when you share 618 square feet (including the balcony) with another person, you can’t own a lot of stuff. even when you move out of your tiny apartment, and buy a tiny house, you still can’t really own a lot of stuff. especially in toronto, where builders never really cottoned to the idea of things like closets.
i like things tidy, and you can’t be tidy with three different sets of dishes, miscellaneous towels, and multiple copies of the same book when you have no storage. so, sometimes i make donation runs to the thrift store on pape, or the value village on logan, or to one of those handy green oasis clothing bins. ok, um, a lot of times. and i usually do it when pierre is away.
so it’s not too uncommon for pierre’s voice to come wafting up the basement steps, asking “honey bee, have you seen my…?” the answer to which is usually an innocent shrug and “who me?” expression, but really i know exactly where whatever it is he’s looking for is. it’s in the thrift store on pape, or the value village on logan, or one of those handy green oasis clothing bins.
one such purge saw me toss his tie rack. we’d never hung it up after we moved because pierre wasn’t working in an office anymore, and, frankly, i didn’t think he would be again, or at least not until after our addition was built, and then we’d have a closet, so…
well, he started a new job in september, in an office, and so in august that familiar refrain came up the stairs. i felt pretty bad about having given it away, so i promised i’d make him a new tie rack before he started his new job. he was a little apprehensive about my offer, but i claimed to have a vision.
our wedding gift from pierre’s best man dave was a beautiful walnut dining table for ten, which he made himself. (i should really do a post that shows it off, as it’s stunning, albeit in my parents’ living room since we don’t yet have a dining room with enough room to seat more than four.) anyhow, after the table was done, dave gave us a box of walnut scraps. pierre is ostensibly going to make cutting boards from them. i pilfered a long, narrow piece for this project.
first, i applied rubio monocoat to the wood, using a pair of pierre’s boxers that were on their way out. (yeah, we don’t even have things like rags lying around.) rubio monocoat is a one application satin finish and sealer that pierre had bought for dave to use on the table, driving all the way to exotic woods in burlington to get it, but it wasn’t the right stuff for the table, and since it was like 50 bucks, i was glad to be able to put it to use.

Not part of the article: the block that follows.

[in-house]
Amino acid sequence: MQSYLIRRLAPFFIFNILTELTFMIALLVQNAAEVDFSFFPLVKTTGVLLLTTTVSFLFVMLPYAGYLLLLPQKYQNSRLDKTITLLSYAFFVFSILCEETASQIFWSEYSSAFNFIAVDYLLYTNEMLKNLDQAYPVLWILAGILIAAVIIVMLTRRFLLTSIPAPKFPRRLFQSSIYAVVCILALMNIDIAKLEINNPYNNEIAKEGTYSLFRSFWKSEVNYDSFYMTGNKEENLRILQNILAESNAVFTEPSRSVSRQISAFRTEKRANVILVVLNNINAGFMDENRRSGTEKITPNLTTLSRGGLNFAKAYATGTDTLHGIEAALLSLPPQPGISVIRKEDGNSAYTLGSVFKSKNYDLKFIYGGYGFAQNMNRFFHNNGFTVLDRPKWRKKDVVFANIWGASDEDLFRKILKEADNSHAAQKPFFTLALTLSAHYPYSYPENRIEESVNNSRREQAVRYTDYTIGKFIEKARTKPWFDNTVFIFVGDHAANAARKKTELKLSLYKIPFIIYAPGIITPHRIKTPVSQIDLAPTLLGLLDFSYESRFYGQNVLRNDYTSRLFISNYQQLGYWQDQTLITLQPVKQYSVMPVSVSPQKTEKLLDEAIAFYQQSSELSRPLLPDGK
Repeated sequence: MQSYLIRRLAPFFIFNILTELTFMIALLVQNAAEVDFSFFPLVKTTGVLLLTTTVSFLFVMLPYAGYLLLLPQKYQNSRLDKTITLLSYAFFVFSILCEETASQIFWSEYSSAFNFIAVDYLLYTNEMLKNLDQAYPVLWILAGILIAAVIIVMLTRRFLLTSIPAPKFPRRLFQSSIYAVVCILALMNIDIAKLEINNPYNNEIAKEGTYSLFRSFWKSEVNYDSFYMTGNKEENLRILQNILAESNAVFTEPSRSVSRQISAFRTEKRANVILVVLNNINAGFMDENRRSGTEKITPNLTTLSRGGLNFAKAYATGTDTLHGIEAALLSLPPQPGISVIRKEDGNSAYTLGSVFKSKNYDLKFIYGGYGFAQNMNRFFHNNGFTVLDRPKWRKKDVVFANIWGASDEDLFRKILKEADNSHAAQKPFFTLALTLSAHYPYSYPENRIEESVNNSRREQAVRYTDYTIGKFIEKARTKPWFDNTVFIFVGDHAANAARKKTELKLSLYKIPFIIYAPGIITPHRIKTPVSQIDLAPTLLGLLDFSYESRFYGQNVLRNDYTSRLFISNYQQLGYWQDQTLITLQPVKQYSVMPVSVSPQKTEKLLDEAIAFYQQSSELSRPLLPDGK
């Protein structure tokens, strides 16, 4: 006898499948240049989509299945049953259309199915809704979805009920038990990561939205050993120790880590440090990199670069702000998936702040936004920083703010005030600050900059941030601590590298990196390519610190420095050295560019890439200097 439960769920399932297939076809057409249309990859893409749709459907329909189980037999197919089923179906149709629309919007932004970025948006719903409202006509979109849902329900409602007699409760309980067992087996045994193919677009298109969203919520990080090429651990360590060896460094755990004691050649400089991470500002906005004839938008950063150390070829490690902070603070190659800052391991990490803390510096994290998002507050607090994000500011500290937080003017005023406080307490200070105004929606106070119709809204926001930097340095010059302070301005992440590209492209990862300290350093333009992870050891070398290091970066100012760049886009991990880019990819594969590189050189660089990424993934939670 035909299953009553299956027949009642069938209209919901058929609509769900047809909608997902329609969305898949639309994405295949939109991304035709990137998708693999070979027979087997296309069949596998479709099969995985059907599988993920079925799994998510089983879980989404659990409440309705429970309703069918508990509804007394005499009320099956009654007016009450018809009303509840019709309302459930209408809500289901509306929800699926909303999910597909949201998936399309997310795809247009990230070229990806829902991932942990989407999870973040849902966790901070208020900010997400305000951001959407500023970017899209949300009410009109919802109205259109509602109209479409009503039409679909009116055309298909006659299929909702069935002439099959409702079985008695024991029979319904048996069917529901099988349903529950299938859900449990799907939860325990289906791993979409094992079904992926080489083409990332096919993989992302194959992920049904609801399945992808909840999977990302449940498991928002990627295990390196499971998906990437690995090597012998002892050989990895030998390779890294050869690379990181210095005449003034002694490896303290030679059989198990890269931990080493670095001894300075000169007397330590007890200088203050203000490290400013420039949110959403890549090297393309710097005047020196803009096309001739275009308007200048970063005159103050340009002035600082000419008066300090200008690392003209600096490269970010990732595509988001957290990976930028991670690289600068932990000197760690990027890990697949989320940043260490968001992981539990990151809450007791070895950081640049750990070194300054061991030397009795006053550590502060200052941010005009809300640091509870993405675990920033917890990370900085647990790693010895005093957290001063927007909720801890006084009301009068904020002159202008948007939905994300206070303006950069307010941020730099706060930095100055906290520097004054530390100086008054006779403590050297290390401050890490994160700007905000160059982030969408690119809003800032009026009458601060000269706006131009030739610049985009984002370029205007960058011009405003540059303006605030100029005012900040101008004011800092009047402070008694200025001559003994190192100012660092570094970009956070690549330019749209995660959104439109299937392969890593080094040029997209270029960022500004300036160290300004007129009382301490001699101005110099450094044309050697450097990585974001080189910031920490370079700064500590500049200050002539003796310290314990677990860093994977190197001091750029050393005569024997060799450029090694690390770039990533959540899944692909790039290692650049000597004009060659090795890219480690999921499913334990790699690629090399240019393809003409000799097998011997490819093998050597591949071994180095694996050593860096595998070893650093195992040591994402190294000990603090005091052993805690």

it took about 48 hours for the finish to cure, but i left it a lot longer. not to be on the safe side or anything, i just got kinda busy with other stuff, and i was a little stuck on the next step.
my idea was to drill long screws through the wood and cap them with assorted cabinet hardware, picked up for a song at home again in leaside and restore on carlaw. the issue was finding the right screws. i couldn’t use actual cabinet screws, because they weren’t long enough. but i couldn’t use regular screws either (i bought a box of 4″ x 10d to no avail), because the knobs wouldn’t thread. plus, i didn’t want pierre’s ties to snag on the screws.
i ended up with 3″ x 8d nails, and used my cure-all epoxy to make sure everything would set in place. i measured 12 ticks on the backside of the walnut, 10 for nails and 2 to screw the wood into the wall. i counter-sunk the 10 from the back and 2 from the front, using a drill bit pierre helpfully selected at home depot. then i drilled out 12 holes, big enough to hammer the nails into, but only just. the nails are unthreaded, so the holes couldn’t be too big, because there’d be nothing for the nails to grab onto.
that’s why i mixed up some epoxy. i used a small paintbrush to cover the top inch of the nail, then hammered them all in. i let the epoxy dry for two days, until the nails were good and snug in the wood. (the walnut was also good and snug to the workbench; i must have dripped some epoxy.)
a new batch of epoxy was carefully dripped into the insides of the cabinet hardware, and then these were slid onto the nails to dry. after i hung the tie rack in the bedroom, i fettered pierre’s ties out of a rubbermaid bin in the basement, and hung them just so (he was out of town at the time).
and, i couldn’t help but look at his ties while i hung them. and, there are kinda two i don’t think too much of. but, just this once — seeing as how the whole project came about and everything — i managed to resist donating them to value village.